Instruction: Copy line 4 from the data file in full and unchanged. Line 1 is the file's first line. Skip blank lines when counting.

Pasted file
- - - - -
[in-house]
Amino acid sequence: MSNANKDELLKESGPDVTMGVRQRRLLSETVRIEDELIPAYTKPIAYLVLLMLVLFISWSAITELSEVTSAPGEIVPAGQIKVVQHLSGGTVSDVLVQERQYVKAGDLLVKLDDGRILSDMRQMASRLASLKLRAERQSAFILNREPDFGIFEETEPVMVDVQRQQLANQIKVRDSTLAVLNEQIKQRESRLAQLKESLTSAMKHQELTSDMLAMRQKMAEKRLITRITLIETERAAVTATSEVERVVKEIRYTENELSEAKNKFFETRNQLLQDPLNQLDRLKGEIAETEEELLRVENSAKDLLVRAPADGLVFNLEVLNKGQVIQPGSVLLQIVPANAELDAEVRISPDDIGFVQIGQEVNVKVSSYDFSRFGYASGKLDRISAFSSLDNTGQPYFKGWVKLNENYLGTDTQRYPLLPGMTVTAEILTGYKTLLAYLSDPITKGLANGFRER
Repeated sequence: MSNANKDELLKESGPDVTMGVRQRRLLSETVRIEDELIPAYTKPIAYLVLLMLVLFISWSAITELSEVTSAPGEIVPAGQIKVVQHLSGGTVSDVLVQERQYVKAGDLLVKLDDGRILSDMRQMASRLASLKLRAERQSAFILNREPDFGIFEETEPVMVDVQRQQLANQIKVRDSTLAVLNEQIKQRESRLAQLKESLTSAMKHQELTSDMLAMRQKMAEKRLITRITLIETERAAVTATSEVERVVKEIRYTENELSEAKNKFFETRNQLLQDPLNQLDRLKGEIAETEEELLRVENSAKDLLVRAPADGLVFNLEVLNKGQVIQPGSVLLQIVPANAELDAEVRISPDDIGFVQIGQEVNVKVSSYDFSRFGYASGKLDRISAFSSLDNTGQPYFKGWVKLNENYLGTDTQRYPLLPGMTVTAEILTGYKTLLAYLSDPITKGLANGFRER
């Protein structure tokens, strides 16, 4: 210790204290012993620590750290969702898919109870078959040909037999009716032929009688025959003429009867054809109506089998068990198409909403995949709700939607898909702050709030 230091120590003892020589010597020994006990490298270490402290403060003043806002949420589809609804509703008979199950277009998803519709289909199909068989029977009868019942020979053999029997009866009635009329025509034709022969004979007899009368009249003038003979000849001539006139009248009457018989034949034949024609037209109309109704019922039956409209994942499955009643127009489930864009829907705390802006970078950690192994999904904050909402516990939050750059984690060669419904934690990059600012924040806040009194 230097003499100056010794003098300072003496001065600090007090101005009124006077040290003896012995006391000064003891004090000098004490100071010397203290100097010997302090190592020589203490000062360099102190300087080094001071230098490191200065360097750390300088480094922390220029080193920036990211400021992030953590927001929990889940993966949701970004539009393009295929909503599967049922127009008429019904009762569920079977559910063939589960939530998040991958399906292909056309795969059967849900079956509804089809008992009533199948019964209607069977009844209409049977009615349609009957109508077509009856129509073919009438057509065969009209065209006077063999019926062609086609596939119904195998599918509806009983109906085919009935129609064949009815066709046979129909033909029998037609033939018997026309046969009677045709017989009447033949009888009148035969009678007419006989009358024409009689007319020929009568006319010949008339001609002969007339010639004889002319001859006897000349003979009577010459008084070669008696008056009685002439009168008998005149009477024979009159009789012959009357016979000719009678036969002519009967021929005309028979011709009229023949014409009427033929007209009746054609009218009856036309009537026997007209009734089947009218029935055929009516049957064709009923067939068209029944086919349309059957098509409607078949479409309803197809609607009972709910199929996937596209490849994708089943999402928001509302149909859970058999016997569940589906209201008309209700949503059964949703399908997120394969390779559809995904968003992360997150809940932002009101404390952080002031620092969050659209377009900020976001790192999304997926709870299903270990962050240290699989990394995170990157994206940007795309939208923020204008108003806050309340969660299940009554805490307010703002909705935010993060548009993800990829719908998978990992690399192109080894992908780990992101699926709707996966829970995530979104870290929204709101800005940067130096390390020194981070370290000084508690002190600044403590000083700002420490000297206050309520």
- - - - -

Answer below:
């Protein structure tokens, strides 16, 4: 210790204290012993620590750290969702898919109870078959040909037999009716032929009688025959003429009867054809109506089998068990198409909403995949709700939607898909702050709030 230091120590003892020589010597020994006990490298270490402290403060003043806002949420589809609804509703008979199950277009998803519709289909199909068989029977009868019942020979053999029997009866009635009329025509034709022969004979007899009368009249003038003979000849001539006139009248009457018989034949034949024609037209109309109704019922039956409209994942499955009643127009489930864009829907705390802006970078950690192994999904904050909402516990939050750059984690060669419904934690990059600012924040806040009194 230097003499100056010794003098300072003496001065600090007090101005009124006077040290003896012995006391000064003891004090000098004490100071010397203290100097010997302090190592020589203490000062360099102190300087080094001071230098490191200065360097750390300088480094922390220029080193920036990211400021992030953590927001929990889940993966949701970004539009393009295929909503599967049922127009008429019904009762569920079977559910063939589960939530998040991958399906292909056309795969059967849900079956509804089809008992009533199948019964209607069977009844209409049977009615349609009957109508077509009856129509073919009438057509065969009209065209006077063999019926062609086609596939119904195998599918509806009983109906085919009935129609064949009815066709046979129909033909029998037609033939018997026309046969009677045709017989009447033949009888009148035969009678007419006989009358024409009689007319020929009568006319010949008339001609002969007339010639004889002319001859006897000349003979009577010459008084070669008696008056009685002439009168008998005149009477024979009159009789012959009357016979000719009678036969002519009967021929005309028979011709009229023949014409009427033929007209009746054609009218009856036309009537026997007209009734089947009218029935055929009516049957064709009923067939068209029944086919349309059957098509409607078949479409309803197809609607009972709910199929996937596209490849994708089943999402928001509302149909859970058999016997569940589906209201008309209700949503059964949703399908997120394969390779559809995904968003992360997150809940932002009101404390952080002031620092969050659209377009900020976001790192999304997926709870299903270990962050240290699989990394995170990157994206940007795309939208923020204008108003806050309340969660299940009554805490307010703002909705935010993060548009993800990829719908998978990992690399192109080894992908780990992101699926709707996966829970995530979104870290929204709101800005940067130096390390020194981070370290000084508690002190600044403590000083700002420490000297206050309520």